Building of the Day: 324 Sixth Avenue

Brooklyn, one building at a time.

Name: Flats building
Address: 324 Sixth Avenue
Cross Streets: Corner 3rd Street
Neighborhood: Park Slope
Year Built: 1893
Architectural Style: Romanesque Revival/Queen Anne
Architect: W.M. Coots
Other buildings by architect: Row houses and flats buildings throughout Brooklyn, including in Crown Heights North, Bedford Stuyvesant, Stuyvesant Heights, Park Slope, Prospect Heights and Clinton Hill.
Landmarked: No, but the whole neighborhood really should be.

The story: Developer Louis Bonert (often spelled Bonnert) was one of those people who built Brooklyn, and yet are almost completely unknown today. In the last quarter of the 19th century, he single handedly developed vast swaths of Park Slope, including almost all of 3rd Street, from Seventh Avenue north. The wonderfully informative blog Save the Slope has dedicated a lot of posts to Mr. Bonert, and rightfully so, as he was responsible for so much of the area being built up with quality buildings. This building was one of them.

Fortunately, Peter Ross and William Smith Pelletreau included Louis Bonert as one of the city’s movers and shakers in their “History of Long Island,” or we wouldn’t know anything at all about this man. He was born in Prussia and came to the United States in 1859, when he was sixteen. He apprenticed in the building trades, and worked on framing the building where the wires used to build the Brooklyn Bridge were galvanized, making the acquaintance of John Roebling and other important engineers and builders.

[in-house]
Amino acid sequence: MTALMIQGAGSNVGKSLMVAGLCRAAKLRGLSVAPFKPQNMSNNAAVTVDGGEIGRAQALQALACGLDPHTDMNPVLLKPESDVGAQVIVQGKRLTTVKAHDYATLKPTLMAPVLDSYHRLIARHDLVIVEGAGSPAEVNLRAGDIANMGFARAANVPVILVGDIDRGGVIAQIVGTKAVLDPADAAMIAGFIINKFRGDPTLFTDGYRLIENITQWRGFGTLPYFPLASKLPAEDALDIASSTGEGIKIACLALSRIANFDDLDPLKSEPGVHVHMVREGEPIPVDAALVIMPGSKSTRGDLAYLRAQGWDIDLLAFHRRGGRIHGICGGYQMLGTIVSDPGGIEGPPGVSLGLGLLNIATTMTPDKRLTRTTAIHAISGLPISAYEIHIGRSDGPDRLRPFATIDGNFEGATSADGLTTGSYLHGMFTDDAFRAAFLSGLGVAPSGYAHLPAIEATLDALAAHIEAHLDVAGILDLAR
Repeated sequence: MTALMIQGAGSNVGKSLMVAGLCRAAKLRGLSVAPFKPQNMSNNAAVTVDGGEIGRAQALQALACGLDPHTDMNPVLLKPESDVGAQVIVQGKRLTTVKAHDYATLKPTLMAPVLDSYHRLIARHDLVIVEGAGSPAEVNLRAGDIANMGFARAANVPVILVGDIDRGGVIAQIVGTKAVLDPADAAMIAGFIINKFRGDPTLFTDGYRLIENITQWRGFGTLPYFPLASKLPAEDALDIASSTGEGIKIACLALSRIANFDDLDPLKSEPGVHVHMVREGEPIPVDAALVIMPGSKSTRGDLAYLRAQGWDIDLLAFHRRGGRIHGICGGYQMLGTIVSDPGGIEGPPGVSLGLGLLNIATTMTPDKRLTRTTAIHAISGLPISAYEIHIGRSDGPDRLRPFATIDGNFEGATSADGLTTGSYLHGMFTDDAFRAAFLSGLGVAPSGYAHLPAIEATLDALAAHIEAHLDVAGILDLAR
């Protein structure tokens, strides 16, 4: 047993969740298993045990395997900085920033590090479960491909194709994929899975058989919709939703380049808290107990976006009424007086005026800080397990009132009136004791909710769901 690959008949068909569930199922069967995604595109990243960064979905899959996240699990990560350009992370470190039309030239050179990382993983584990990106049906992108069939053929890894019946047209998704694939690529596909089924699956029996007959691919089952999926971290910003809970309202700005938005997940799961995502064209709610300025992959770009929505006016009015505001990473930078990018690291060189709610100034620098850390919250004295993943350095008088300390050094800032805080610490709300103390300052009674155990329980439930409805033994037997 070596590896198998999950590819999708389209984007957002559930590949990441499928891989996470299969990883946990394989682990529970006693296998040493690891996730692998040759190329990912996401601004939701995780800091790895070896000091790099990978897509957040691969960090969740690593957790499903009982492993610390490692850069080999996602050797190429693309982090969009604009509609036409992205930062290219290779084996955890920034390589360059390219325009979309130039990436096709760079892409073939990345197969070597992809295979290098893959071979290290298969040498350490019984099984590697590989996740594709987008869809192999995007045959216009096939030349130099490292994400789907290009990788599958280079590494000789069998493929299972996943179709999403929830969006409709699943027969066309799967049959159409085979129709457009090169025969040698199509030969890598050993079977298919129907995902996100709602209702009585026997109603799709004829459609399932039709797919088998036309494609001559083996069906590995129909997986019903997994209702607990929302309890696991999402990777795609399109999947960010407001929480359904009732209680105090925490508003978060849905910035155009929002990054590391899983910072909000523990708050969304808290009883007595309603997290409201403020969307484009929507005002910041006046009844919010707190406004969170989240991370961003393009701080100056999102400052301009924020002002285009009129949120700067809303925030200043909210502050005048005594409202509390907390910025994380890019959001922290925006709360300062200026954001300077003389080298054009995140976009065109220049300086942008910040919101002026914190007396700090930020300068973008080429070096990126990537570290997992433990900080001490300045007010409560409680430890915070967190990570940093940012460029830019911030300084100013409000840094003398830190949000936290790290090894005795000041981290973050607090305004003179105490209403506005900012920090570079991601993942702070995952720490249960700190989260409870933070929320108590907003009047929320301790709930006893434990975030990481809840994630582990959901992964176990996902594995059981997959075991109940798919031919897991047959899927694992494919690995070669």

By 1876, he was a builder and general contractor, and began buying real estate and developing. Brooklyn’s neighborhoods were growing rapidly, but the inexperienced Bonert would suffer through some serious losses before turning the corner and achieving success after success. He built houses throughout Park Slope and Prospect Heights, mostly, becoming one of the Slope’s largest builders. By the end of the 1880s, he began to turn from row houses to flats and apartment buildings, realizing that this would be the wave of housing for the future.

His buildings on 3rd Street alone are worthy of a longer article, but suffice it to say that he built very beautiful multi-unit flats on both sides of the block, using some of Brooklyn’s better architects. In 1893, he crossed 6th Avenue, and developed this corner building and the four adjacent flats buildings. The corner building, 324 6th Ave, originally had a storefront on the ground floor and apartments above.

W.M. Coots, who designed the buildings, also was a familiar name in Brooklyn architecture. He was quite prolific in the same neighborhoods where Louis Bonert developed and built, and the two men have other buildings in common.
The corner building is quite different in materials from its neighbors, so I’ve singled it out for this post. On the day I photographed it, last spring, the cherry trees were in full bloom, with the wonderful background of the shingled turret and tower. The fish scales on the tower, along with the Queen Anne details are just great. Today, the building is a four unit co-operative. GMAP

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